U.S. Treasury debt prices fell on Monday, giving up gains from the previous session after an unexpectedly weaker nonfarm payrolls report that might have pushed out the timing of an interest rate increase from the Federal Reserve.
Yields on benchmark U.S. 10-year and two-year notes inched up from two-month lows, but the trend remained negative given the uncertain interest rate outlook. Bond yields move inversely to prices.
"We had a big rally last Friday after the jobs report, so this is just the fading of that rally," said David Keeble, global head of interest rate strategy at Credit Agricole in New York.
New York Fed President William Dudley, a voting member on the Federal Open Market Committee, struck a dovish tone on Monday, saying the U.S. central bank will need to "determine whether the softness in the March labor market report evident on Friday foreshadows a more substantial slowing in the labor market than I currently anticipate."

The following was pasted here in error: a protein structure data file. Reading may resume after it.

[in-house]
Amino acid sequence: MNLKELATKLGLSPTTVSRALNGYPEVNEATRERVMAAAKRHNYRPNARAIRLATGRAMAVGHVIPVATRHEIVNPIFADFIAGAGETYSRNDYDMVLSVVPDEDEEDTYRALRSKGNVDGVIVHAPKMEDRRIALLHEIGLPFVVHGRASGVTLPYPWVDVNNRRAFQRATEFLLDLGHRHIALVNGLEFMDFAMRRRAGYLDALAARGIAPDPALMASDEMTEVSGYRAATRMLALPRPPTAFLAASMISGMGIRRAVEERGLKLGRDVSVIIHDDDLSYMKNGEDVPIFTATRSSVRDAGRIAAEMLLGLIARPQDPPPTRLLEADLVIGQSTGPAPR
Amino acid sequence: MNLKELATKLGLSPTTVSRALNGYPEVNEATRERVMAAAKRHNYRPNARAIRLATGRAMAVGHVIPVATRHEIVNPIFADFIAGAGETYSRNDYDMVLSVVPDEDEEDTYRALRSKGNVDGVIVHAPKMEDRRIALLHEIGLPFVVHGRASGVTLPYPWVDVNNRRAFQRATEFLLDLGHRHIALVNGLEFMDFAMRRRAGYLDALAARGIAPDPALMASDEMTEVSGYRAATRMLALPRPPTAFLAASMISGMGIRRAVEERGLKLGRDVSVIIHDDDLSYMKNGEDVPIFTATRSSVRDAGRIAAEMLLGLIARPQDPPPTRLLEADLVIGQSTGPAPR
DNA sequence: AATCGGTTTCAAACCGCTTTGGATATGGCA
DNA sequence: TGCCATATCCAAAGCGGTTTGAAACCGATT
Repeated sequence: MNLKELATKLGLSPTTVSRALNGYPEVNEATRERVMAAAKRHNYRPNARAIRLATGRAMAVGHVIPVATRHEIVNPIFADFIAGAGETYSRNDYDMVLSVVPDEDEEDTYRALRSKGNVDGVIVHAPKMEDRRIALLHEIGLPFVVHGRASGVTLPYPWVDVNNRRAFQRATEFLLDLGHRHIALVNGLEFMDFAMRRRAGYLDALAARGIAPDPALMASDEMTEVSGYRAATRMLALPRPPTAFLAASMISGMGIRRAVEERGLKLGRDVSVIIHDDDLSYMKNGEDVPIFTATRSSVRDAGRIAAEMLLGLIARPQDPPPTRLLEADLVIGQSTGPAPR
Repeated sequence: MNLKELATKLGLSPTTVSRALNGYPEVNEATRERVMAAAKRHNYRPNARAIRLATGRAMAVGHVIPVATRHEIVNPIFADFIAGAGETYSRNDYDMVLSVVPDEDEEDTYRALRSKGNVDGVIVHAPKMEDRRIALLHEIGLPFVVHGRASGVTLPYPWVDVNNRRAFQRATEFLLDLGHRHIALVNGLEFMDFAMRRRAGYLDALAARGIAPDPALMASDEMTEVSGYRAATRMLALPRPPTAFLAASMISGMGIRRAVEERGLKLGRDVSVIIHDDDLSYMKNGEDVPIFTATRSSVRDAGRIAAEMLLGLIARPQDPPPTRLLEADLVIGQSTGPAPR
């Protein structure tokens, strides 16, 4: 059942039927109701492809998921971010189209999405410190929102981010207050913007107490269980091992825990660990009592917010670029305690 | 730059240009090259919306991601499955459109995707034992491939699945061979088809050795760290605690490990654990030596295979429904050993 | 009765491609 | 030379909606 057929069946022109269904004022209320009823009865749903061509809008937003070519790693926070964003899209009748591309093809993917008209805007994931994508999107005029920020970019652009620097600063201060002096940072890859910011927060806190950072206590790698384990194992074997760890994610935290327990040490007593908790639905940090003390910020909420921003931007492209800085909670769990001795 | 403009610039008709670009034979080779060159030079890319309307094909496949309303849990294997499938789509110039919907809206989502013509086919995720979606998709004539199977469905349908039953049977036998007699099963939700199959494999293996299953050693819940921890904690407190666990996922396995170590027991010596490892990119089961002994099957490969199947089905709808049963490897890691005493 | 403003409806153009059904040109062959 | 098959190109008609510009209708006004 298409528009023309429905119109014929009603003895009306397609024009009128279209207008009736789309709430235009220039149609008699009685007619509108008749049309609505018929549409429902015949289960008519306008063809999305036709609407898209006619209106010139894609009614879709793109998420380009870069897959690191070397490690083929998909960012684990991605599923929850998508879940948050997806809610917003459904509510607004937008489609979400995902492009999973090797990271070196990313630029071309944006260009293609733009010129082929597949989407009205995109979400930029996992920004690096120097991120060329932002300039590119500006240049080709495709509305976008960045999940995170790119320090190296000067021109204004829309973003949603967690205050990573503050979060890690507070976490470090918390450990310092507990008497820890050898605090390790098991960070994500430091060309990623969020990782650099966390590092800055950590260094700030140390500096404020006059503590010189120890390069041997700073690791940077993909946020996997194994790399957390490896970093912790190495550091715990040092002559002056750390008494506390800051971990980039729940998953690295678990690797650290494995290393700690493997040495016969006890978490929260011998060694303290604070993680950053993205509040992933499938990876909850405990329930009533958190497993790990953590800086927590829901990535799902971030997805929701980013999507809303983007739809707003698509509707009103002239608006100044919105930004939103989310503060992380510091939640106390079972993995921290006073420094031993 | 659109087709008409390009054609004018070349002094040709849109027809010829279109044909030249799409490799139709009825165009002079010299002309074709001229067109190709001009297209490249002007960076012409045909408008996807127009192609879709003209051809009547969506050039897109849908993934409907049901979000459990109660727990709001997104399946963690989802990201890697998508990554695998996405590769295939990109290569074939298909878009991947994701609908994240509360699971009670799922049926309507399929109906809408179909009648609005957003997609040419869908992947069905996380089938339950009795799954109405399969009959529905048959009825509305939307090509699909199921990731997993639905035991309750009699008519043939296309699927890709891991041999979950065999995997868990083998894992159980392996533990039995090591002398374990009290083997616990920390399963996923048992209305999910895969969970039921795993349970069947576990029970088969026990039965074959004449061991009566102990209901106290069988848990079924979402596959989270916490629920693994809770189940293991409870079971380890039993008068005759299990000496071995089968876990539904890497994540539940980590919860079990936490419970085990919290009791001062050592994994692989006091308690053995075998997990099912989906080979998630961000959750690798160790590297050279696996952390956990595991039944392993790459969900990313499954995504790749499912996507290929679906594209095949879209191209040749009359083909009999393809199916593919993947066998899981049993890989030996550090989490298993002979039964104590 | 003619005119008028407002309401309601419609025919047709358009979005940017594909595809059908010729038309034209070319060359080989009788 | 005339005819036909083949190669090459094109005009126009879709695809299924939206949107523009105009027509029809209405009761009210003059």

His remarks briefly pulled up prices of Treasuries and pushed yields lower by half a basis point.
Monday's data on the U.S. service sector in March, meanwhile, showed a slight dip to 56.5, in line with market expectations, although the current reading was the lowest level in three months.
The employment index was a bright spot, however, hitting its highest mark since October.
The gain in the employment index was noteworthy, given Friday's soft U.S. jobs data.
"Overall, it was an as-expected release with little new information to shift the broader understanding on the economic outlook," said Ian Lyngen, senior government bond strategist at CRT Capital in Stamford, Connecticut.
Yields inched higher following the data.
In mid-morning trading, U.S. 10-year Treasury prices were last down 9/32 to yield 1.867 percent, from 1.845 percent late on Friday. U.S. two-year notes were unchanged with a yield of 0.488 percent.
U.S. 30-year Treasuries prices fell 27/32 to yield 2.526 percent, compared with 2.492 percent late on Friday.
CRT said volume in the Treasury market was light with cash trading at 40 percent of the 10-day moving-average. Five-year notes were the most active issue, taking a 34 percent market share while 10-year issues were a distant second at 22 percent. (Reporting by Gertrude Chavez-Dreyfuss; Editing by Paul Simao)